Choki Wangmo 

By the end of this year, the distribution networks of irrigation channels in five dzongkhags are expected to complete bringing about 1,320 hectares of wetland under paddy cultivation.

The Food Security and Agriculture Productivity Project (FSAPP) with USD 9.35 million (M) targeted more than 10,000 households out of which 30 percent of the beneficiaries are women.

The five-year project, which ends this year, aims to reduce rural poverty, food insecurity, the country’s reliance on food imports, and malnutrition in children through increased agricultural productivity in the 24 gewogs of Chukha, Dagana, Haa, Samtse, and Sarpang. The dzongkhags were selected based on the level of poverty.

Project director Jigme Dorji said that an outcome survey found that the volume of the crop production was 8,277 metric tonnes (MT) against the baseline of 3,392.89MT, recording a total value of Nu 572M against the baseline of Nu 302.74M of the marketed value of the target crops.

Currently, 7,000 households and about 30,000 people in the selected gewogs benefit from the project, he said.

The project supported farmers with a supply of seeds and seedlings, greenhouses, mulching plastics, drip irrigation and use of labour-saving machinery like mini tillers, and grass cutters among others.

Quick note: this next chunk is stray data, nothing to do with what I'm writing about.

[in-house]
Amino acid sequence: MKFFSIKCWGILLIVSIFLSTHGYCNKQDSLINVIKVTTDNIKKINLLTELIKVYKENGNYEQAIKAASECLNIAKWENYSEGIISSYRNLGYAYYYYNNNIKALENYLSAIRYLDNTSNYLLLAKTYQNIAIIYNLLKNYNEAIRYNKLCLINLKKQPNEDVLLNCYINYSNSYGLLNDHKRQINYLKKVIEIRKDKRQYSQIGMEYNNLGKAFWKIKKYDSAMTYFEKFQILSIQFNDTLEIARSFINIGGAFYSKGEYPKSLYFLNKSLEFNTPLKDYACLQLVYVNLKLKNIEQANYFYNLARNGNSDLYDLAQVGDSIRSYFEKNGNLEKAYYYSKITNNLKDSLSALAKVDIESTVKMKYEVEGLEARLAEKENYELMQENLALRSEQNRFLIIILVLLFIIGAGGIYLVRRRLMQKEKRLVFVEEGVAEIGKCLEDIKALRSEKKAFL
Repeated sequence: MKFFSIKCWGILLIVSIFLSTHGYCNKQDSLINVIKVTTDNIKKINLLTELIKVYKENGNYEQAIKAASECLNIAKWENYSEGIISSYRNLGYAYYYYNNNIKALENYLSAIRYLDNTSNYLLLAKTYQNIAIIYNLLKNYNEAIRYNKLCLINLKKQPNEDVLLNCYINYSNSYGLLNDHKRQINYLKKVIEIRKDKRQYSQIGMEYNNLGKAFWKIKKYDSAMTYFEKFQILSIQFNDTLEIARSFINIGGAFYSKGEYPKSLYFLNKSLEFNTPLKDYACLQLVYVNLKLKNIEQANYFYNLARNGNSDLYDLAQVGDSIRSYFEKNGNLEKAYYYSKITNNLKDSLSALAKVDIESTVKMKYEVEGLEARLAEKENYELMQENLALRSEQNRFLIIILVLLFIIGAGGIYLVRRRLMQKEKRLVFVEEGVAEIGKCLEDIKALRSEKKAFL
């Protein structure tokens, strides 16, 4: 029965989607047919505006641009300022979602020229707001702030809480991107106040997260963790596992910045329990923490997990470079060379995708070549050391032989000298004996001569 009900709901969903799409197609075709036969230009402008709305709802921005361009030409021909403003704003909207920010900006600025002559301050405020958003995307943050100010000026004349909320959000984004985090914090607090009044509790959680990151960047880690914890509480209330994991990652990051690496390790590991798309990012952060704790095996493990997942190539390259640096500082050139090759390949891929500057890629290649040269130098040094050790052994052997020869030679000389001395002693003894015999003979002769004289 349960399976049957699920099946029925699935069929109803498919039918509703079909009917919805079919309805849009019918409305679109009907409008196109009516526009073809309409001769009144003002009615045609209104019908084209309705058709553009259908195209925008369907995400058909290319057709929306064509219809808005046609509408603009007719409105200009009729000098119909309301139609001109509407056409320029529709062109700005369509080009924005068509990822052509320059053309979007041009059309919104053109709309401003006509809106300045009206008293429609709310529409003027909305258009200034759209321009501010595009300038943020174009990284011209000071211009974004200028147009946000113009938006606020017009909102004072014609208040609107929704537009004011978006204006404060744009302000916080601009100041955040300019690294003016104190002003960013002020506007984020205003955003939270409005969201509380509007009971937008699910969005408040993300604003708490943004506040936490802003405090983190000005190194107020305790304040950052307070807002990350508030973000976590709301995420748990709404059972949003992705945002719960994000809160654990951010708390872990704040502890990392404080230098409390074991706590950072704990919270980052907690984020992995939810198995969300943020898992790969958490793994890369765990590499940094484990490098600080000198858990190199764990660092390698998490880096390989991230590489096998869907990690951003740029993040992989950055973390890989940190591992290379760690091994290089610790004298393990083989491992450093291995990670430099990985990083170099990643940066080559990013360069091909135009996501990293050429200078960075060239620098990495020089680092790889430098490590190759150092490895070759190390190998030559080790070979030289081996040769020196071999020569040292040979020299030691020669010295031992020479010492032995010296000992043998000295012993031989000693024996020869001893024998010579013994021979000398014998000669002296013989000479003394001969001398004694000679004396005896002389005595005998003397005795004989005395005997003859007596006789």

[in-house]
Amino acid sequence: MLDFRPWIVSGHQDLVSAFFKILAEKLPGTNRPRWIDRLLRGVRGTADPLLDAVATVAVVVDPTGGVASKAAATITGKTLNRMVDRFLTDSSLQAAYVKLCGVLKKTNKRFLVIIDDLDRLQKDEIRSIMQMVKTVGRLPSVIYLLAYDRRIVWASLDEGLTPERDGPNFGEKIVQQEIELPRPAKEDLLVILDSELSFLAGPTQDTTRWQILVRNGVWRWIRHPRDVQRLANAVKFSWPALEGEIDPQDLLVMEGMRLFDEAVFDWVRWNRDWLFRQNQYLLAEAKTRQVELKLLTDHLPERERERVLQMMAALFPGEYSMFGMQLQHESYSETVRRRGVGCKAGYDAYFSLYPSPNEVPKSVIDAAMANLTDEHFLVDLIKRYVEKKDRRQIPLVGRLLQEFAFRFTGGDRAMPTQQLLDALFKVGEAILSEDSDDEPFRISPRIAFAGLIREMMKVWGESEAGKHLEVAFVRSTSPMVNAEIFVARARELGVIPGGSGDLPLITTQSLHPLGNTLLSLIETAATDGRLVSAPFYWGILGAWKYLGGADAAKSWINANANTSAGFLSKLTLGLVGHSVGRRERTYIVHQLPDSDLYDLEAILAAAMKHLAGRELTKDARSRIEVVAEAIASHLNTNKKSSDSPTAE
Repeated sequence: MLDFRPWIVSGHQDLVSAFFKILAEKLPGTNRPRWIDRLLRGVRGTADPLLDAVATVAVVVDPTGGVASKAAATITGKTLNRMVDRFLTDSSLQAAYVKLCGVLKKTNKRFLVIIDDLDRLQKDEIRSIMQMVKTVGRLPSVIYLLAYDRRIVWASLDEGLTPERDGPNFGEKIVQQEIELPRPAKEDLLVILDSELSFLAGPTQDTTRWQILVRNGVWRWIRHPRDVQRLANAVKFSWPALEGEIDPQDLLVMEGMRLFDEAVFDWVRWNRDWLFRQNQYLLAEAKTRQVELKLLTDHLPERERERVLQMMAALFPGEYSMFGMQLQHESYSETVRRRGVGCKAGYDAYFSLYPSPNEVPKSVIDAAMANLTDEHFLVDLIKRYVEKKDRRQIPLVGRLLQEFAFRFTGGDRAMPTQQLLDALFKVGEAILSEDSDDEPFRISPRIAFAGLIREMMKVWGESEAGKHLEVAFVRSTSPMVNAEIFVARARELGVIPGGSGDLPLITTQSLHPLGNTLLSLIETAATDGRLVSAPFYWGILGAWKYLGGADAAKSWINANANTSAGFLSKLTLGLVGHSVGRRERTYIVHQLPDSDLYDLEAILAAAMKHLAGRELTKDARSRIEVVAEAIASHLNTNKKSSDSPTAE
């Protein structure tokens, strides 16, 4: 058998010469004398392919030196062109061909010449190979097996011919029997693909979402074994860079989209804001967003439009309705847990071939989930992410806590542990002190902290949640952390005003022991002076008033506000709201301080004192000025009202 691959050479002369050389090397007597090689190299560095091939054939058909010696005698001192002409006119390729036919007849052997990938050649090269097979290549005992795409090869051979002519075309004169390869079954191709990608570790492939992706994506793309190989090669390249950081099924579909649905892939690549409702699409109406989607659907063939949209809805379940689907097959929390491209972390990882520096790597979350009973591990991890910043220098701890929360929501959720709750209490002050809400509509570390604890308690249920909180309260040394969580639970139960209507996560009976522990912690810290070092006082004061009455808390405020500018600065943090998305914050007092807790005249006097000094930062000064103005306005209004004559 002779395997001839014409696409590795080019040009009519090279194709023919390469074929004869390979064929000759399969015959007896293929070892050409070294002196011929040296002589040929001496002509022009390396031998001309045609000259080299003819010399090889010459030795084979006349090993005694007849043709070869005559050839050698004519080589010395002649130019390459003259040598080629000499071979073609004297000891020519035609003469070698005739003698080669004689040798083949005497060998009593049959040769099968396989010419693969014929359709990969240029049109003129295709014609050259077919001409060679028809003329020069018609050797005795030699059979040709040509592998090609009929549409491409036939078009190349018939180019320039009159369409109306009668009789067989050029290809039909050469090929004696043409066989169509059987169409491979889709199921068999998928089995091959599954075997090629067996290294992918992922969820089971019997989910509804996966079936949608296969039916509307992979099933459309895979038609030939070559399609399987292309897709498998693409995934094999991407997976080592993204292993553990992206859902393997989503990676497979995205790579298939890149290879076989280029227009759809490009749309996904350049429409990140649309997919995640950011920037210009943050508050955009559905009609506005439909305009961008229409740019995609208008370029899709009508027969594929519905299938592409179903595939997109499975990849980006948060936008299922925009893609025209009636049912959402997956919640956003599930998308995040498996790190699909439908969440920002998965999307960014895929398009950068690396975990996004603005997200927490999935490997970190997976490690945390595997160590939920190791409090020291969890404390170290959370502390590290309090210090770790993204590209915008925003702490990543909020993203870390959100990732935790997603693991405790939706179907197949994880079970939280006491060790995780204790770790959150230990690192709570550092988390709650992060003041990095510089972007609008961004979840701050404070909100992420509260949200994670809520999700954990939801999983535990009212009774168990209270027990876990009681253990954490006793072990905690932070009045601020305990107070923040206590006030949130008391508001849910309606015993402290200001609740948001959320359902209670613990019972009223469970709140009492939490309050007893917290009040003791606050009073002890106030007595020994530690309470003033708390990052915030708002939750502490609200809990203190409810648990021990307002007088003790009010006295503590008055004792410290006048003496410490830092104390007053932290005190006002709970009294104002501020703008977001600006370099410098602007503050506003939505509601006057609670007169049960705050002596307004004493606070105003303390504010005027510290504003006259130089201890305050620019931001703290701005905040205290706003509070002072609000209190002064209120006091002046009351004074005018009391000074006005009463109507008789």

“The use of mini tillers for land preparation in vegetable production has greatly enhanced the per hour outputs resulting in less labour need and promoting farm mechanisation.”

The dzongkhags initiated linking farmers with the schools as a market for their produce. Jigme Dorji said such moves had improved access to quality local products compared to the earlier practice of tendering the school mess procurement system from imports.

The project constructed four major irrigation schemes in Sarpang and Samtse which were completed and handed over to the communities since last fiscal year.

Jigme Dorji said that channels were constructed using polyethylene pipes from the intake to the distribution point ensuring minimal loss of water. However, construction works were hampered by the pandemic.

The project also supported building sales outlets and supplying improved seeds to increase productivity of citrus, potato, paddy, vegetables, and cardamom.

Although the major component of the project budget was focused on increasing crop productivity, Jigme Dorji said the project might need to promote marketing actors in the supply chain and support them in ways like cold chain transportation and cold storages of highly perishable produce.  It would make food safe and available during such times as the Covid-19, he added.

The project would address inter-connected problems faced by farmers and rural households through a set of integrated, consolidated, and area-specific interventions that respond to local constraints, potentials and priorities.